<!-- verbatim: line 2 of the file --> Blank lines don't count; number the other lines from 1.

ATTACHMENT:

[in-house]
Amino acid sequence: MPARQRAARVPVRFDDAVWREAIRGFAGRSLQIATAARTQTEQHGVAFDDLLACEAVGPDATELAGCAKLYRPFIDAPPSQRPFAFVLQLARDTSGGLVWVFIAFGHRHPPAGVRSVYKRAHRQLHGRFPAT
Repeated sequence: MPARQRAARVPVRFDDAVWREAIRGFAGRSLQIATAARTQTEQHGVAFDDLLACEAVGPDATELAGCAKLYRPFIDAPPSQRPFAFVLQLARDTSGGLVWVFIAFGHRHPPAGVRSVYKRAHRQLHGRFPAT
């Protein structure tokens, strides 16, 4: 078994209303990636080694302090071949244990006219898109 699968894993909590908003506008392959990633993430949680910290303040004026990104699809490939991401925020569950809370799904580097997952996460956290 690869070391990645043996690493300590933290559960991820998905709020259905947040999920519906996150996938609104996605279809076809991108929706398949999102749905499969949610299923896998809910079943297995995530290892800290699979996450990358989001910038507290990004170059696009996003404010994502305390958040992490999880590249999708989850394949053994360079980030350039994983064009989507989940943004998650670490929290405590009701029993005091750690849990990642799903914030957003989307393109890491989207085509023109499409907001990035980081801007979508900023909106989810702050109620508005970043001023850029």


Amino acid sequence: MPARQRAARVPVRFDDAVWREAIRGFAGRSLQIATAARTQTEQHGVAFDDLLACEAVGPDATELAGCAKLYRPFIDAPPSQRPFAFVLQLARDTSGGLVWVFIAFGHRHPPAGVRSVYKRAHRQLHGRFPAT